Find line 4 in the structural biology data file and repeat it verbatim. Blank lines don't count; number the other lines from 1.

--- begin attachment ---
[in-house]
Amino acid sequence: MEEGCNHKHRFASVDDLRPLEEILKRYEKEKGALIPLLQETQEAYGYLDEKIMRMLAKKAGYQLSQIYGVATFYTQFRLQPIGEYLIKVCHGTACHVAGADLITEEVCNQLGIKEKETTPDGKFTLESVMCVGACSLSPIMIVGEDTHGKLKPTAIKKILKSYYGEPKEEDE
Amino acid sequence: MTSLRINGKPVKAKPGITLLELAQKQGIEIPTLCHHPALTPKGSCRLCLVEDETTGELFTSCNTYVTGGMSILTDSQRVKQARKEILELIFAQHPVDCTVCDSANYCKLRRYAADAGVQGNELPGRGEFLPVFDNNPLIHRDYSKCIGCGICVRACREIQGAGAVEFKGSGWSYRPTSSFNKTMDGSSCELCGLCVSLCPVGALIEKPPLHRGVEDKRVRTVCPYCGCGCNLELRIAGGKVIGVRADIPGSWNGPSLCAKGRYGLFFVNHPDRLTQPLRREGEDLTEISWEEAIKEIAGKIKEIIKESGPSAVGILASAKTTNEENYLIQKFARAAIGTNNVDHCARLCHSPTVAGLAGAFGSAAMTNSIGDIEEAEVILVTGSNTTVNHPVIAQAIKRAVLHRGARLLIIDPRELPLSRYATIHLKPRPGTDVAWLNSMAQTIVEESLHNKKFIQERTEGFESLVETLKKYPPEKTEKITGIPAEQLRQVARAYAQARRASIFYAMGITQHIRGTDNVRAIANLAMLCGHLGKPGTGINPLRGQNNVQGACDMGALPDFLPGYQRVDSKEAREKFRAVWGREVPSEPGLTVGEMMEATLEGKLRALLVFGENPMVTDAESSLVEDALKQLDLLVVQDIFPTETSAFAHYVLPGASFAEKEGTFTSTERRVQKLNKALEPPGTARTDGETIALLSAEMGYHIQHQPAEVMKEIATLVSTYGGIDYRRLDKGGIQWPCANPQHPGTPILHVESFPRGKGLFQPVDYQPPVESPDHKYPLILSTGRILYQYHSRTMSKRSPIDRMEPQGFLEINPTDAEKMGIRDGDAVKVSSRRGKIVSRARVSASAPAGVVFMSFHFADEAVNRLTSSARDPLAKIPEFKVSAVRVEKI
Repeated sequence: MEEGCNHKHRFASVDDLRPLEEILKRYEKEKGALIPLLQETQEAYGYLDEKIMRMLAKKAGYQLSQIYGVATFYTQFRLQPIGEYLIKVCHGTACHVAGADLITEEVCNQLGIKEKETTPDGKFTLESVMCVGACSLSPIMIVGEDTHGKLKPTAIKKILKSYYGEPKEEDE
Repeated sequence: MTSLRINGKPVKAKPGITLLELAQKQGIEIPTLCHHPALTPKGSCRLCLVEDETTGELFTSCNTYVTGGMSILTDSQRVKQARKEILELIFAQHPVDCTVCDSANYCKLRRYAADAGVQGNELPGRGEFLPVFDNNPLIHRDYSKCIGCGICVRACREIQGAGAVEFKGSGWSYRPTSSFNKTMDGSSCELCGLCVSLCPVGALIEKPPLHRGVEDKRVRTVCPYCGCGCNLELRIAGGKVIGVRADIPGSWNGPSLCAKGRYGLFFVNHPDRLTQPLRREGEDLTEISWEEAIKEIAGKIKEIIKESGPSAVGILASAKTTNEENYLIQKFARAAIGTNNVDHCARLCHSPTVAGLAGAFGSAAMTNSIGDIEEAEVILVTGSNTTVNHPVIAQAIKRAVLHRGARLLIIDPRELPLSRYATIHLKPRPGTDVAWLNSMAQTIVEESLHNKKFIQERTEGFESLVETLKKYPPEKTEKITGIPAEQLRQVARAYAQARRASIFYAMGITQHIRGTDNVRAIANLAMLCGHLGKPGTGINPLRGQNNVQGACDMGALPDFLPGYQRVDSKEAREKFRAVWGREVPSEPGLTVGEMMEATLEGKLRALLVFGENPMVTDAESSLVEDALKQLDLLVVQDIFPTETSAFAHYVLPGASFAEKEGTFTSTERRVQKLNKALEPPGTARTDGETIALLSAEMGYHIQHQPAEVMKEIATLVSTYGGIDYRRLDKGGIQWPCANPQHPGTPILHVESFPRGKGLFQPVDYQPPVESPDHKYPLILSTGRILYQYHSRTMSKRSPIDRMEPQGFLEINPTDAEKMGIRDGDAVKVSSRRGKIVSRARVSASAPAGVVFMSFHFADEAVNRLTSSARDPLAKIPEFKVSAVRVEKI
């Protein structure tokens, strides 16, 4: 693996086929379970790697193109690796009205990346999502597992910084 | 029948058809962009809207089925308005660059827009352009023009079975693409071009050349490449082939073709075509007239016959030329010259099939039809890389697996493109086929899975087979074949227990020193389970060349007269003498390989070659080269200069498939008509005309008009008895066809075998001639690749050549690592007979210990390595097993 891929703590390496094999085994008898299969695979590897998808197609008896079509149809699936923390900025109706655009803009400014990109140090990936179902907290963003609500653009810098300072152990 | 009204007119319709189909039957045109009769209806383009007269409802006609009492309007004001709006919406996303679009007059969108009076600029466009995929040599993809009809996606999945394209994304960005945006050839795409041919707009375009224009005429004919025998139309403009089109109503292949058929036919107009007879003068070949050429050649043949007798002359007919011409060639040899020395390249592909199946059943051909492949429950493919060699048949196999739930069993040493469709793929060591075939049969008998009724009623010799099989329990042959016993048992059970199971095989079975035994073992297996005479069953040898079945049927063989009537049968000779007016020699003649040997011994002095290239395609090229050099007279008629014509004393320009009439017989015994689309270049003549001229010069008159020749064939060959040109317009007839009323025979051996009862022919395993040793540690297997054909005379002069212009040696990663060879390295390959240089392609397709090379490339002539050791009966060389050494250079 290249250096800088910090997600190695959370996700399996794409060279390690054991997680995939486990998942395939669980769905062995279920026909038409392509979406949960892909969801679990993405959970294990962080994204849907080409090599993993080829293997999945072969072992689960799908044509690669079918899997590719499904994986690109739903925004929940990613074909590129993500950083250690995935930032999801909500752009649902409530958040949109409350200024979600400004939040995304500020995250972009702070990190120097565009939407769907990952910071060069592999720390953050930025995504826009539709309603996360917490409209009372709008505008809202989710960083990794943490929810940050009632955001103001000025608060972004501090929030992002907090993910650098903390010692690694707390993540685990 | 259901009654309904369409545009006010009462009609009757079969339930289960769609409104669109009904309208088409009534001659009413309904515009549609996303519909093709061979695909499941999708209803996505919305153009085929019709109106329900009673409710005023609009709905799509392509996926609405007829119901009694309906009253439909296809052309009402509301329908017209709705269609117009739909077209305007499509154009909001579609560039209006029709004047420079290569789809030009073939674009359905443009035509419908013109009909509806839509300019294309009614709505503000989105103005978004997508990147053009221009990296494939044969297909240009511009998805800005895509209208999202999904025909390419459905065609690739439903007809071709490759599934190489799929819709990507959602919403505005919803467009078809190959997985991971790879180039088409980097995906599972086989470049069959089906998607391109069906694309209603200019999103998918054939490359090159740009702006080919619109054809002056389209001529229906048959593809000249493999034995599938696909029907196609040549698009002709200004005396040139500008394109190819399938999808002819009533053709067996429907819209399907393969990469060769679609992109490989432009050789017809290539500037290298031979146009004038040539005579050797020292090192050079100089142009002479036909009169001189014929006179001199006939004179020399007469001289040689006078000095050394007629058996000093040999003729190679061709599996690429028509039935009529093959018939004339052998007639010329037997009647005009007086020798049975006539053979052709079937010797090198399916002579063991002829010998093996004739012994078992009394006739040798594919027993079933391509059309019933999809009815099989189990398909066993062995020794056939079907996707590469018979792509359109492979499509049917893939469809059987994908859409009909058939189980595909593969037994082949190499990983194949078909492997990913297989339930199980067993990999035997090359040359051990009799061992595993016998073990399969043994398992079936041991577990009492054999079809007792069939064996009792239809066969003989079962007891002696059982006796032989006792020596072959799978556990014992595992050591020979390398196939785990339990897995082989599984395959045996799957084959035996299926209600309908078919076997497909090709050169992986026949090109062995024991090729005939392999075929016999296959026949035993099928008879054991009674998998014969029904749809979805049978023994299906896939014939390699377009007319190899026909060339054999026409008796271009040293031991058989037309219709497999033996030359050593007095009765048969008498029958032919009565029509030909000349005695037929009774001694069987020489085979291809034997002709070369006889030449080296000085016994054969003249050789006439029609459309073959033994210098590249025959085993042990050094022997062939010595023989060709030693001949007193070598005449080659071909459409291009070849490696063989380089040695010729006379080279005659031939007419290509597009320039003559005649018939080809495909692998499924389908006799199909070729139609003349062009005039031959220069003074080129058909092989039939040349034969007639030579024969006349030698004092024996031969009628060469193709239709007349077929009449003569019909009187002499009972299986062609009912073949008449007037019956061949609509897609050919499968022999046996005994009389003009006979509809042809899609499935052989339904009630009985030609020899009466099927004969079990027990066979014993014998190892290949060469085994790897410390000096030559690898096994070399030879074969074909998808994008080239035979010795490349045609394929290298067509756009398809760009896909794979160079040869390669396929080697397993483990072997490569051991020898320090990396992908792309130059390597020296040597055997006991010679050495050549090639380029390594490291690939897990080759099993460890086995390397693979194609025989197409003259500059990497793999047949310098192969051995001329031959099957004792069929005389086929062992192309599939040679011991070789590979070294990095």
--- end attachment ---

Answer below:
Repeated sequence: MEEGCNHKHRFASVDDLRPLEEILKRYEKEKGALIPLLQETQEAYGYLDEKIMRMLAKKAGYQLSQIYGVATFYTQFRLQPIGEYLIKVCHGTACHVAGADLITEEVCNQLGIKEKETTPDGKFTLESVMCVGACSLSPIMIVGEDTHGKLKPTAIKKILKSYYGEPKEEDE